> efficient to me, especially if the 'basic block' is part of a tight
    > loop <g>


    For code which performs lots of context switches, it is faster.
    I've measured.

    Moreover the same check can fulfill several roles at once: besides
    context switching, checking for stack overflow, and delivering Unix
    signals such that it is allowed to use arbitrary operations in a
    signal handler.

    --
    __("< Marcin Kowalczyk
    \__/
    ^^ http://qrnik.knm.org.pl/~qrczak/
     
    Marcin 'Qrczak' Kowalczyk, Oct 6, 2006
    #8
  9. Martin James wrote:
    > David Hopwood wrote:
    >> Preemptive user-mode threading does not necessarily require use of
    >> signals or interrupts. It can be implemented by adding an explicit preemption
    >> check to (roughly speaking) each basic block of the generated code. Erlang/OTP
    >> and Mozart/Oz use this technique, for example.


    More precisely, Mozart/Oz uses a virtual machine and counts VM instructions.
    Erlang/OTP with the HiPE compiler does approximately what I said, when executing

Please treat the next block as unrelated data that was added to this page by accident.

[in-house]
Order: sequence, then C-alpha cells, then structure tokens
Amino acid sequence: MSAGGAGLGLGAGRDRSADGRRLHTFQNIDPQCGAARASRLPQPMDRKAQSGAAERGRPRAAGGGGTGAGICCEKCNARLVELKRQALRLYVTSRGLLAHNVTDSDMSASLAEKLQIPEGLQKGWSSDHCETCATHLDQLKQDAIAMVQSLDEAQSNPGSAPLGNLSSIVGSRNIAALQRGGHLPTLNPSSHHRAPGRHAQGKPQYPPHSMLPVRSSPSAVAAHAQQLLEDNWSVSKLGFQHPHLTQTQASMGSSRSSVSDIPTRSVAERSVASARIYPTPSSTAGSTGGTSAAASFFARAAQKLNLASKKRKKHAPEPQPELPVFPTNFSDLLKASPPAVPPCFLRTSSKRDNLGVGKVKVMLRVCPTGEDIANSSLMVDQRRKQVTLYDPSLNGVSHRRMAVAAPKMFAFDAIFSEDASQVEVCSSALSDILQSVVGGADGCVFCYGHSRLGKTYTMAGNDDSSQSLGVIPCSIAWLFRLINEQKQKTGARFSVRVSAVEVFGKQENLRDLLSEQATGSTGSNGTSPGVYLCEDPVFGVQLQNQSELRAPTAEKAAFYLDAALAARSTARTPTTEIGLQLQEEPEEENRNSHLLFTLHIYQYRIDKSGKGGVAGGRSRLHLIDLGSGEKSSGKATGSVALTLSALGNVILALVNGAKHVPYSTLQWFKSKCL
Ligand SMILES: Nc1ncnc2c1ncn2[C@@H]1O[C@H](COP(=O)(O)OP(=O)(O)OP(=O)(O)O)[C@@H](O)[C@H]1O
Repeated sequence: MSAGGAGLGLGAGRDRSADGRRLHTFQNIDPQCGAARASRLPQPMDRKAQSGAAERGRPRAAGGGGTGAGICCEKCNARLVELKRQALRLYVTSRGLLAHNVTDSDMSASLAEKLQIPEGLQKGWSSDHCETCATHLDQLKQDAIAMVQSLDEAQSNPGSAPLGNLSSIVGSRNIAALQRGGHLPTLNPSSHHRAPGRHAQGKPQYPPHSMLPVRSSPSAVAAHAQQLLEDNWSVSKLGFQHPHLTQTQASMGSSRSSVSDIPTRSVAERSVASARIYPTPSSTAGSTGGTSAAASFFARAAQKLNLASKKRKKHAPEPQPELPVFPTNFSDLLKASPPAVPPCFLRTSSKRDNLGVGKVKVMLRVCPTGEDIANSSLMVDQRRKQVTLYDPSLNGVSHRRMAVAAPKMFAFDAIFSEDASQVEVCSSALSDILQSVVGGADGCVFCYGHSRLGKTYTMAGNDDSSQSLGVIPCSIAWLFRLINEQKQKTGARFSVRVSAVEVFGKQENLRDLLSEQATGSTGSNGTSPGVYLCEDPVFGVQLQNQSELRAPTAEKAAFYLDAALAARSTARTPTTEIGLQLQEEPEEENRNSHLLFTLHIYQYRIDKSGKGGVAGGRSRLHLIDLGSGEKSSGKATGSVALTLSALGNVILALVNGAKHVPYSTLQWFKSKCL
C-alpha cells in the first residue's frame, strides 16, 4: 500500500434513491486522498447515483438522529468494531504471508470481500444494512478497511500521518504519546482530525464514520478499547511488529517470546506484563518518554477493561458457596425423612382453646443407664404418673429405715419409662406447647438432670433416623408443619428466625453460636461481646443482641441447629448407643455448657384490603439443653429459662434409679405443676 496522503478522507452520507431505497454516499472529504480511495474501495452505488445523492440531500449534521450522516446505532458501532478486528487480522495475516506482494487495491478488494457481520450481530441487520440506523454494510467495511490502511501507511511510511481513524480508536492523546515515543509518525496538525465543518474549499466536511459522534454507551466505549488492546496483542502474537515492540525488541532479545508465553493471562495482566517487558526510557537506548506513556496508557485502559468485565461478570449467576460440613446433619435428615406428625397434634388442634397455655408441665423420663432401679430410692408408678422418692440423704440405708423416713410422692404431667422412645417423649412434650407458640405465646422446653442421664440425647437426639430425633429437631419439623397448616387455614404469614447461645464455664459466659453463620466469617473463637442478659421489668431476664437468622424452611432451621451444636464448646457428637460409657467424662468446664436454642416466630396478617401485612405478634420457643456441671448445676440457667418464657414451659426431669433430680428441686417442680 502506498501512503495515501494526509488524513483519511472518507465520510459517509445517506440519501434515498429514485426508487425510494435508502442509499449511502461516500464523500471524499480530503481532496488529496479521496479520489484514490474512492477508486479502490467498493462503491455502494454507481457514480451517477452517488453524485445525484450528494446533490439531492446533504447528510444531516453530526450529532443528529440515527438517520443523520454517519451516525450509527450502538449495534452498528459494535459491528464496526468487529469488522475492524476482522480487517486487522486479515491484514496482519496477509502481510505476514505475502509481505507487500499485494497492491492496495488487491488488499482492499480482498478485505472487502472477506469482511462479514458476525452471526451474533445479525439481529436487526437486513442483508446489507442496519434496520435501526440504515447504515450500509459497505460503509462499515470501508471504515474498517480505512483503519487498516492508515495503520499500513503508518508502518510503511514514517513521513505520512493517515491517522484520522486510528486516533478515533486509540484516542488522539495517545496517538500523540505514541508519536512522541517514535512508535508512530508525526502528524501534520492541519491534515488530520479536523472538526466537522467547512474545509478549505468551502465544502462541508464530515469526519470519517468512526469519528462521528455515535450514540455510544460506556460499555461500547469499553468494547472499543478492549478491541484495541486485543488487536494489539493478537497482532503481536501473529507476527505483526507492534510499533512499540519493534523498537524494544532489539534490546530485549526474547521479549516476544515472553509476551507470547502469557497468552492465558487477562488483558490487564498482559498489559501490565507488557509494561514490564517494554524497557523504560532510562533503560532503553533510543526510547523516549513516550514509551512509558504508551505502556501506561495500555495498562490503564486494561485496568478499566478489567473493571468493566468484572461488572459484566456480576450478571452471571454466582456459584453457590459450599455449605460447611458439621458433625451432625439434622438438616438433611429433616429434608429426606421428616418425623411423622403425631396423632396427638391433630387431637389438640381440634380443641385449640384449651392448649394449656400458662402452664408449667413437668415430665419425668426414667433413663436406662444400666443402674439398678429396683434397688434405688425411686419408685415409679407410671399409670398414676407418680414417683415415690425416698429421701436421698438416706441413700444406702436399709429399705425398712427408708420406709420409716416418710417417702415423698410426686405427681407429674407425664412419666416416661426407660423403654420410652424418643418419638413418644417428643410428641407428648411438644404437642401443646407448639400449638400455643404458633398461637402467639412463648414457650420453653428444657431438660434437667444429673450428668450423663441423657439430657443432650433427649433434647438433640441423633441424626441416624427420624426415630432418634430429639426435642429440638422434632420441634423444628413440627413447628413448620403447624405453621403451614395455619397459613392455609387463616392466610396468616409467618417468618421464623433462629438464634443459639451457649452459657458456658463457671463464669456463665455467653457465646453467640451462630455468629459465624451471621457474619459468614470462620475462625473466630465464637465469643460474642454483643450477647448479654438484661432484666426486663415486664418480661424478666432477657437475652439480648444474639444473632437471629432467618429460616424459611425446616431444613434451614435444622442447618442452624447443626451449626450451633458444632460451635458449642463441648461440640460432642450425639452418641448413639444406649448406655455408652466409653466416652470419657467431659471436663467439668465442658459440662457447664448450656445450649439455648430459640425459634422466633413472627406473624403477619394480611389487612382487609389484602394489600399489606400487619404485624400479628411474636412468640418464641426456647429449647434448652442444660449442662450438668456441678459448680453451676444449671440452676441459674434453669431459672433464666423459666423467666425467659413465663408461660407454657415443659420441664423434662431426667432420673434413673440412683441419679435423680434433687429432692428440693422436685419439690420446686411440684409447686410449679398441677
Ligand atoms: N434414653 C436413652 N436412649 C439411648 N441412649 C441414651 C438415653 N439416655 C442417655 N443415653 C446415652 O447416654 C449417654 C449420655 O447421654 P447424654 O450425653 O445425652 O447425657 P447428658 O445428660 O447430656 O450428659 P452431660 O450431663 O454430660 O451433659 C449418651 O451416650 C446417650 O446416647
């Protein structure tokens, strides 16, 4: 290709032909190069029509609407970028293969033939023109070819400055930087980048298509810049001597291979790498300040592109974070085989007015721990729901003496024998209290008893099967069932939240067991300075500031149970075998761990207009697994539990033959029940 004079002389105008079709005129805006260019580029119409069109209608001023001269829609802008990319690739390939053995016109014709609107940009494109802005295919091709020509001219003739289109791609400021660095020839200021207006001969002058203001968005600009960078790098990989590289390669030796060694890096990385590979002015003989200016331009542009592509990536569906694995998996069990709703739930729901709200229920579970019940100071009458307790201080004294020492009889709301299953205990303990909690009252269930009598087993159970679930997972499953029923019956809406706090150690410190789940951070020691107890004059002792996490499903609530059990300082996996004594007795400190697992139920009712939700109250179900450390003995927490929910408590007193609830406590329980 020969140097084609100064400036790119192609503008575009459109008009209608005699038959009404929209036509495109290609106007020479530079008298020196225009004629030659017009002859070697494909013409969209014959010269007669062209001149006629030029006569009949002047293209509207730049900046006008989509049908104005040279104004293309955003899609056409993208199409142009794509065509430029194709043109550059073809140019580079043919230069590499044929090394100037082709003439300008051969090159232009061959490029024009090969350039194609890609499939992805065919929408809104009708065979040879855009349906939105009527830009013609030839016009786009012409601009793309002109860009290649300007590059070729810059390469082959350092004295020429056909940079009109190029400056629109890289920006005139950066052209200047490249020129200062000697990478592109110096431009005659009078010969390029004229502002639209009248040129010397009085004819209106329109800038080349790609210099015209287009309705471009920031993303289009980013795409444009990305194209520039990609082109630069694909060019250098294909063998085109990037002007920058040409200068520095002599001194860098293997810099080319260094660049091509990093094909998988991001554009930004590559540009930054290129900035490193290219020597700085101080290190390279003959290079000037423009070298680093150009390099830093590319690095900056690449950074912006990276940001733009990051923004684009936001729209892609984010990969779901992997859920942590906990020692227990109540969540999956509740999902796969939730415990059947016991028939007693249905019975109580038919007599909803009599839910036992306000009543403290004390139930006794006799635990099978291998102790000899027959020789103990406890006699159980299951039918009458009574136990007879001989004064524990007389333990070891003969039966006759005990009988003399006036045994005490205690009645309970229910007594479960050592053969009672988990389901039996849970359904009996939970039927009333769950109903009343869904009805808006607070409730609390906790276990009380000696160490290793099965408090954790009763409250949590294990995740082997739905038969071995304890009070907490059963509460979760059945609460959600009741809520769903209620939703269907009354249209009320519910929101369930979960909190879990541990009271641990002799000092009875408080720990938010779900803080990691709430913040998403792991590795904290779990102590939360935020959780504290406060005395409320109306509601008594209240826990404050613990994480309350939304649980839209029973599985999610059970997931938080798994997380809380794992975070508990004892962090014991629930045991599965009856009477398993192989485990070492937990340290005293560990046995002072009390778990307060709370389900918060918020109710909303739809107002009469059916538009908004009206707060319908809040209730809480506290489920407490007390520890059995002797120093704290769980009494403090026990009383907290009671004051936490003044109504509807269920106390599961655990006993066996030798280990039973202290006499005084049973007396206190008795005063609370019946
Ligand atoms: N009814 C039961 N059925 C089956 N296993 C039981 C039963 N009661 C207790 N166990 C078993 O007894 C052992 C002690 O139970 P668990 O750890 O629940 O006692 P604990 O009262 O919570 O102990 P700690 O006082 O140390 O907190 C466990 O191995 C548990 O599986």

compiled code.

    >> I don't know whether any Java implementations do.

    >
    > This is 'preemption'?


    Yes, of course. As long as a thread cannot starve other threads for an unbounded
    time, without any explicit yield operations in the *source* language, that is
    preemptive threading.

    > IMHO, if code cannot be interrupted, it cannot be preempted.


    There is no difference in semantics between an interrupt-based implementation
    and this technique, so it does not make sense to say that one does preemption
    and the other not.

    > The above sounds like calling a scheduler after each 'basic block', ie
    > polling to see if something has changed, (presumably because of some
    > operation running on another processor). Doesn't sound all that
    > efficient to me, especially if the 'basic block' is part of a tight loop
    > <g>


    Mozart/Oz and Erlang/OTP have among the most efficient and scalable user-level